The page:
Yet, hearing echoes of one character through another is far from the only brilliant moment when it comes to voice. Character is dealt with so strongly that you can tell who’s talking right away and without looking at the name at the start of each chapter. Yumeko is distinguishable through her humour and has all the same charm of the first book- perhaps even a little more 😉

I really enjoyed the writing in this one as well. With beautiful descriptions and poetic dialogue, this is Kagawa at her best. Everything adds to the atmosphere, giving the story a faintly mystical touch. The story flows beautifully and comes to life at each turn.

The pace sets off at a run and never loses footing. There is a clear sense that the plot is edging closer to the dragon’s wish, whilst also throwing in more intense challenges at the master of demon’s behest. There are plenty of clever, little developments along the way- but I have to give the most credit to the ending: it foxily sneaks up on you and pounces when you least expect. I don’t want to spoil anything, so I’ll just say (rather vaguely) that it both concludes the storyline of the book perfectly AND sets up some crazy stuff for the next one!!

I can’t quite tell where it’s all heading, but one thing I know for certain is that the romance ante has been upped- not least because there’s more than one couple I am rooting for! If you’re hunting for forbidden love, then I can safely tell you that is something Kagawa excels at.

And I’m delighted to say that this was better than its predecessor. This is the kind of YA fantasy that will keep pulling me back to the genre- its got so much of the fun and vibrant spirit that makes it all worthwhile.

Rating: 5/5 bananas


So, have you read this series? Do you plan to? Let me know in the comments!

Shadow of the Fox Showed Flashes of Brilliance

*Received from Netgalley in exchange for an honest review*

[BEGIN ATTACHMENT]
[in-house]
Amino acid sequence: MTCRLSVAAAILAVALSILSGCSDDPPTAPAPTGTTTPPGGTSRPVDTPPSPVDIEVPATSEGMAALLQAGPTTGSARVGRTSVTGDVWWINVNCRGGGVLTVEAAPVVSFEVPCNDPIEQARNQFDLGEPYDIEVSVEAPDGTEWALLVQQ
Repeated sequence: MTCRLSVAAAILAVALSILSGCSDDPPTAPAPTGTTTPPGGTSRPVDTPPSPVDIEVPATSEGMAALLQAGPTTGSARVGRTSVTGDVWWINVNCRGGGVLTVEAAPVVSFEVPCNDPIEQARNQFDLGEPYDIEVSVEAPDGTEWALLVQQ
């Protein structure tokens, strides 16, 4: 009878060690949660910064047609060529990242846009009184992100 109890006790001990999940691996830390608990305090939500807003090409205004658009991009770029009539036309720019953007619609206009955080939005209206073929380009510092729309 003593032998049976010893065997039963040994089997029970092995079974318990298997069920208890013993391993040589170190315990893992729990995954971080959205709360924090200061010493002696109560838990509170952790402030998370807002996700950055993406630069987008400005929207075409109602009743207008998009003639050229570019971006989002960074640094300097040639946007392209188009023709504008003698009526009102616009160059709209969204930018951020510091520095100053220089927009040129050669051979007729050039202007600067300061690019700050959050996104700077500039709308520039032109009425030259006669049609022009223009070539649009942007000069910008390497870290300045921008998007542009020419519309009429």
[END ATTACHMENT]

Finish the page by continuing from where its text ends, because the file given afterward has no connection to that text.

shadow of the foxLet’s jump right into this shall we? Because this book doesn’t waste any breath throwing you into the mysterious and immersive world of Japanese myths. With an ominous tone, which foreshadows some of the darker themes, the scene is set. As someone who is fascinated by legends of kitsune, I found this more than lived up to any conception I had of it. I adored how distinctive stories, embedded in a rich culture, were threaded through the narrative to create an exquisite reading experience.

One of the most effective ways this was achieved was through the fantastic characterisation of the main character- the girl who is half human, half mythical fox. Her voice was strong and had a wonderful comedic edge, which made the mood feel as perfectly balanced as a sword in the hand of a Samarai. Yumeko’s way of talking had a unique sense of innocence, while maintaining a humorous edge. Though she felt reminiscent of Puck from Kagawa’s Iron Fey series, she was also entirely distinctive and it felt great to have such a joyful character in the starring role for a change.

In case that wasn’t enough, comic relief came through in many of the other characters and really bounced off the more serious figures in the story. Through this contrast, the more murky personalities had a greater chance to shine. There were times when it did feel a bit headhoppy for me, but I also appreciated how every character- from Okame to the Kage warrior- had such strong and individual voices that this didn’t matter.

In terms of the rest of the writing, there was plenty of stunning imagery to maintain the illusion of this fantastical world. I especially appreciated how some images were cast against others in dichotomous harmony. Some descriptions were a tad samey- particularly since I saw exact words and images repeated on the same page- which, may seem like a nitpicky point (cos it is), made some parts feel repetitive. All in all, though, there were some standout lines in the book and the prose had a life of its own.

Though at times the story felt somewhat generic, the tension did climb towards the end. As much as I liked the way it started, the conclusion was even better. In a sensational finale, the book both closed a lot of chapters, but also opened up a path for new adventures. I for one can’t wait for the sequel!

I’ll admit, I’ve had my ups and downs with Kagawa over the years- but one can’t argue that any of her books are ever the same. Sure, she plays to some of her strengths here, and that works a charm. Yet what’s really remarkable here is what she does differently. For all the teeny tiny flaws, this was a definite return to form for an excellent author. So all that’s left to say is I WANT MORE!

Rating: 4/5 bananas


Okey dokes, before I go, I wanted to add an update for the lovely Mim Inkling’s bookish bingo (cos this is for that and there’s still time to play!). I’ve kind of focused on this for the beginning of this month, so here’s some additions to add to what I’ve read: Comedy of Errors, Academic Curveball, Secret Countess, Twits, Warriors: Into the Wild.

Alrighty- who else has read this? Did you enjoy it? Let me know in the comments!